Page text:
Big wheels across India

It's not everyday that the tractor is the chosen vehicle of transport outside of the wheatfield. Yes, we know of Renuka Chowdhury making her way to Parliament in one, but then who said politicians did normal things? But hold on, here are Jaibir Singh Virk and Amit Chaudhary, and guess how they want to reach Kanyakumari from Baddi in Himachal Pradesh? No points for guessing it will be on a tractor.

The duo put their Indo Farm 75 HP tractor into gear on September 2 and hope to finish the 7,000 km trip in 20 days, criss-crossing 28 cities before idling to a stop at Chandigarh on World Peace Day (September 21). What is more, the tractor is already a household name in parts of India, having featured in the blockbuster Chennai Express.

"It feels almost as if you are in a sports car," chuckles 33-year-old Virk, who dons a lawyer's robe when not doing crazy things like traversing the mountainous gradients of Ladakh on a tractor. Now aiming to set a record and enter the Limca Book of Records for the longest Indian expedition on a tractor, Virk is all enthusiasm. "Our's is an air-conditioned tractor, it is stylish and powerful at the same time. It won't be an easy drive, though, because the route passes through hilly areas, deserts, curvy roads and tight plains."

"In a tractor, the greatest challenge is to overcome fatigue as we will be required to drive for more than 350 km a day at the least," says Chaudhary. "The tractor is a slow vehicle and we have given ourselves 20 days to finish the expedition. So, we are geared to drive up to 18 hours daily to achieve the task."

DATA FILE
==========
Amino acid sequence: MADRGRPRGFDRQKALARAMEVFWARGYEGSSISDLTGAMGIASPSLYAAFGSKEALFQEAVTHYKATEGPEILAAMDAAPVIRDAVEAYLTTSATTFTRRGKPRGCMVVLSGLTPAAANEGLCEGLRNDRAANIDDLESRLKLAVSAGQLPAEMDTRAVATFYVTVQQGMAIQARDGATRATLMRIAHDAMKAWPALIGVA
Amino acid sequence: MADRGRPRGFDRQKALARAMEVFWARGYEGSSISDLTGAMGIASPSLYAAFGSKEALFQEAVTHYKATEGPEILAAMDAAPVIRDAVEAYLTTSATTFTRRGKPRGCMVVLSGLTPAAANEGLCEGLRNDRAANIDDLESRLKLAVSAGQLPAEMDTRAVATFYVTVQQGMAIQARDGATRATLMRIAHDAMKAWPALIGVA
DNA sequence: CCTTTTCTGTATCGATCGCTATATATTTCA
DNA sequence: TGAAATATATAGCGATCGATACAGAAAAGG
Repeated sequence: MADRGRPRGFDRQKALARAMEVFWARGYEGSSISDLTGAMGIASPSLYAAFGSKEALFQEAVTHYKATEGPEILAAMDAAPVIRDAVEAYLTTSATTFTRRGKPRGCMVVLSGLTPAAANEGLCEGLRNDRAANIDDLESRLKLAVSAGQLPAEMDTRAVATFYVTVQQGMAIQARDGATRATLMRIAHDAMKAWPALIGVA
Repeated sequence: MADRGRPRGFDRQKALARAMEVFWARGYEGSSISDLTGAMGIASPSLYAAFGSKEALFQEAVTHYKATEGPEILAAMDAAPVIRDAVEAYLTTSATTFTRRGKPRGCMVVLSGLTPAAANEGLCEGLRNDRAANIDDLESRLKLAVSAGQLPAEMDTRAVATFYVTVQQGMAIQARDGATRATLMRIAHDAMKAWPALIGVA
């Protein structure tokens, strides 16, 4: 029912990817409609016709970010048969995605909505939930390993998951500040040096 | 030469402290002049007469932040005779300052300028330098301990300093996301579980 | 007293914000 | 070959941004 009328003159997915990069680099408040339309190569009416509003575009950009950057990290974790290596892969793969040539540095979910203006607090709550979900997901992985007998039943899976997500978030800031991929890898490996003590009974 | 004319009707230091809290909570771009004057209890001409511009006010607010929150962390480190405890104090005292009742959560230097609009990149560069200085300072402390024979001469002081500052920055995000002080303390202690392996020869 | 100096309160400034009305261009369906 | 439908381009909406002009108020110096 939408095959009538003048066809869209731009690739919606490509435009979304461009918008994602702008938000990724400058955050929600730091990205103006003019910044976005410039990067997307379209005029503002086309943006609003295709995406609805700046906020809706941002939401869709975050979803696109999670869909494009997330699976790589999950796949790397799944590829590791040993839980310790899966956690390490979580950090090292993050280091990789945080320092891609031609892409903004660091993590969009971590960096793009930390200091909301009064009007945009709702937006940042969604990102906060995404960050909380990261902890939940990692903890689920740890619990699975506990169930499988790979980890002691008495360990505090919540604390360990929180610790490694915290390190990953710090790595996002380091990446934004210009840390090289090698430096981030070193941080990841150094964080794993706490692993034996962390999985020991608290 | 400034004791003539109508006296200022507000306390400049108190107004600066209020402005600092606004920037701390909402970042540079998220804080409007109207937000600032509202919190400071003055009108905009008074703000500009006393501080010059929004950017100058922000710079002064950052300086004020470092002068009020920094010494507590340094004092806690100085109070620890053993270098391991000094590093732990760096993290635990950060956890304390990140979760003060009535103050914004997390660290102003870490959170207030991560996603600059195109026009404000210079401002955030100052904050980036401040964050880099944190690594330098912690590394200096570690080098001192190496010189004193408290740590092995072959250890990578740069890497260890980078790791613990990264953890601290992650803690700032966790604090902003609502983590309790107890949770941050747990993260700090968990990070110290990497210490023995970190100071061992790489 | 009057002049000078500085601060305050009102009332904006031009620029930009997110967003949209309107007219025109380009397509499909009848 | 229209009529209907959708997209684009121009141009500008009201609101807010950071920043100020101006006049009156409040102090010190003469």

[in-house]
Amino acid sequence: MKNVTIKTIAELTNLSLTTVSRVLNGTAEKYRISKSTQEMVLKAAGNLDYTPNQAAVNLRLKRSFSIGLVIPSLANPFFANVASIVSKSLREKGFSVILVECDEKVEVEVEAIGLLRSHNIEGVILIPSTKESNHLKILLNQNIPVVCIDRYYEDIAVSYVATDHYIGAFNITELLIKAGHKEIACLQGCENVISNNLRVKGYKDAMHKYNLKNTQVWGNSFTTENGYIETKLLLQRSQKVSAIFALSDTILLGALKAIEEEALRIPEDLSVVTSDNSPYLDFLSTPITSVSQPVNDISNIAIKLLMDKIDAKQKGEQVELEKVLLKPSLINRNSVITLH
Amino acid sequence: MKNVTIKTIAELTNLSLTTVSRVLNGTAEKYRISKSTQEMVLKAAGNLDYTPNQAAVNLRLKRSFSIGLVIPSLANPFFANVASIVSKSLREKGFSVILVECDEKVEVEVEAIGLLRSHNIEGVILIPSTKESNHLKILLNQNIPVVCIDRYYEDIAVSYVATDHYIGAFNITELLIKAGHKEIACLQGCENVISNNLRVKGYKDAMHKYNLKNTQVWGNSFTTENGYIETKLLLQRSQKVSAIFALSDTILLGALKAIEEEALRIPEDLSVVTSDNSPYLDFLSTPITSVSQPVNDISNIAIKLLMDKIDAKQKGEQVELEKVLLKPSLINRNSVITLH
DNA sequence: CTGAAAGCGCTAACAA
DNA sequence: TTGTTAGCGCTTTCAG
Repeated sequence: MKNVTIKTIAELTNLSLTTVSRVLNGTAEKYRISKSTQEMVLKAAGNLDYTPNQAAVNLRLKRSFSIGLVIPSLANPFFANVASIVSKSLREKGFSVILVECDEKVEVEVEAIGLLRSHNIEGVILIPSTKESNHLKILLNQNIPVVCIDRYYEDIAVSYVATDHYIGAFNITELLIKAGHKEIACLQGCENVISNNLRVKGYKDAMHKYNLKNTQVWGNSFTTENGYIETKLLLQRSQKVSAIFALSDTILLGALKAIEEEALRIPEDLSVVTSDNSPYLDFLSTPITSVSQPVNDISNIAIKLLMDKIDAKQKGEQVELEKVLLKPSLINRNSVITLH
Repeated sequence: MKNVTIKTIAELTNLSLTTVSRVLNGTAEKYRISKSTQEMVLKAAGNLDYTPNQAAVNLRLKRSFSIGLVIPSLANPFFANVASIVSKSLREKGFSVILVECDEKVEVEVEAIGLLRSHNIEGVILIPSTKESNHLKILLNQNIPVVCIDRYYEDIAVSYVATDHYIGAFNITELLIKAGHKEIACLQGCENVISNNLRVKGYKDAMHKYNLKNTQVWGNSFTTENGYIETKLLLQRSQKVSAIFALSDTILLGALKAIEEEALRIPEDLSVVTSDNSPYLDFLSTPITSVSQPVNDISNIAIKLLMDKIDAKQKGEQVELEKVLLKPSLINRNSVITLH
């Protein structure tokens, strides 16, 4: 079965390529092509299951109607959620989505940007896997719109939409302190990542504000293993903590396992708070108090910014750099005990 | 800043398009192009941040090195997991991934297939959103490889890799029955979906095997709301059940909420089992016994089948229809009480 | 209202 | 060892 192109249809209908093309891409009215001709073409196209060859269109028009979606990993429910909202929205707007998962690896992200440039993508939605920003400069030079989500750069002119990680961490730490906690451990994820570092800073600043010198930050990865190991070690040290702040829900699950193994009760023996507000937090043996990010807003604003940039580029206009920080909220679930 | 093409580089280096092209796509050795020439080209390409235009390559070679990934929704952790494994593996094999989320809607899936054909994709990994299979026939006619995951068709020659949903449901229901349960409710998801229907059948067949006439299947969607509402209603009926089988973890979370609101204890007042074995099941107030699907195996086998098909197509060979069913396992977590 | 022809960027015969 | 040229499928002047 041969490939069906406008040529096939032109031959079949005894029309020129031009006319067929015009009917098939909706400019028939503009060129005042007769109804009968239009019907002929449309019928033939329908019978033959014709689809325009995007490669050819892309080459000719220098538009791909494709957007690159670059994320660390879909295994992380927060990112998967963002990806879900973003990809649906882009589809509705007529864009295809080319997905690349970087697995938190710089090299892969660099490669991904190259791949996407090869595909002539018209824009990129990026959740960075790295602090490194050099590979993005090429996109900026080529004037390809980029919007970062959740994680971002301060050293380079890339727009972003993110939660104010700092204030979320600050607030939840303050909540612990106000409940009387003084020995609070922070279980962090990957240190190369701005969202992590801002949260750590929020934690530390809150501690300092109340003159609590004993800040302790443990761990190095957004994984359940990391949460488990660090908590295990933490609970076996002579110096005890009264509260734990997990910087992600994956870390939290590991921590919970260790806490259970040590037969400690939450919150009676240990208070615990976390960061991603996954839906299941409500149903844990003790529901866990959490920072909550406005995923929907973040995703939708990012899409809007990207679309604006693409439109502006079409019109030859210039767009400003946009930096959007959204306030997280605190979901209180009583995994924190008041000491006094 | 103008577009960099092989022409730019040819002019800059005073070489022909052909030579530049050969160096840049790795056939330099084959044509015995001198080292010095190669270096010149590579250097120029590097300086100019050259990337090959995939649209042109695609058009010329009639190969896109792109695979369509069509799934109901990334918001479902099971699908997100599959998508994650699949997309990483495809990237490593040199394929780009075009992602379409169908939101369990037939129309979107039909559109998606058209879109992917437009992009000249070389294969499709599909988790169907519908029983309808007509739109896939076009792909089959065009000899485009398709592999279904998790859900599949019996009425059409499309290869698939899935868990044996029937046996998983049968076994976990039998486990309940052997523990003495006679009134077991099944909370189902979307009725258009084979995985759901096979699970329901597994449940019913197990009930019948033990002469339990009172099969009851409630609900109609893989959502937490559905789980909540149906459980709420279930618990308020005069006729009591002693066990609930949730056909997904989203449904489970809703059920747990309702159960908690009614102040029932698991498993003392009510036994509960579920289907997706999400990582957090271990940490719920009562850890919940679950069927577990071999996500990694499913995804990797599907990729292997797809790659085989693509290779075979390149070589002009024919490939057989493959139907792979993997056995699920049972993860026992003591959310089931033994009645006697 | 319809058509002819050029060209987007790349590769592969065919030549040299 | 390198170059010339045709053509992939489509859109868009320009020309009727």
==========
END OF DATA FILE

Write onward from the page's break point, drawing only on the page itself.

This is not the first tractor expedition for the farmer-advocate from Tohana in Haryana and the school teacher and fellow adventurer. Says Virk: "I first undertook a solo expedition on a tractor way back in June 2008 and covered 3,175 km in 18 days, crossing nine high passes in the Himalayas, including Khardungla, the world's highest motorable road at 18,380 feet."

During that drive, Virk attached a small trolley to the tractor to carry his luggage, kitchen gear and a tent. Because he knew he would find no filling stations in the remote areas of Zanskar, he had a barrel that could hold 200 litres of diesel on his trolley. He also carried some spare parts and a tool kit for emergencies. "I collected my journey proofs from the police stations on the way and also maintained a log book, including fuel and stay bills, as this was required as proof for the Limca Book of Records," he adds.

No saga on a tractor can be without risks. Virk faced a daunting problem at 14,550 ft in Zanskar when the tractor broke down around 7 in the evening. He was paralysed with fear in the dark mountain remoteness, but roused himself to get his hands dirty. "It took me around two hours to repair the fault," he says.

On another occasion, the trolley with the luggage and fuel suddenly got disconnected from the tractor. Luckily, it did not roll down the steep mountainsides and Virk managed to re-yoke it to the tractor.

Then Virk met Chaudhary and the two embarked on a Himalayan odyssey in May-June 2012, this time covering 3,623 km in 14 days. Ask them why they brave the terrains in an unusual vehicle, and Virk says, "There already were records made by cyclists and motor drivers, so we had to create our uniqe records."

The maverick that he is, Virk continues to seek newer benchmarks to showcase his tractor-driving skills. This year, he again entered the Limca Book by covering 273 km in a tractor in reverse gear in 14 hours and 45 minutes, the longest ever non-stop reverse drive. Is there no looking back for this man with a strange obsession?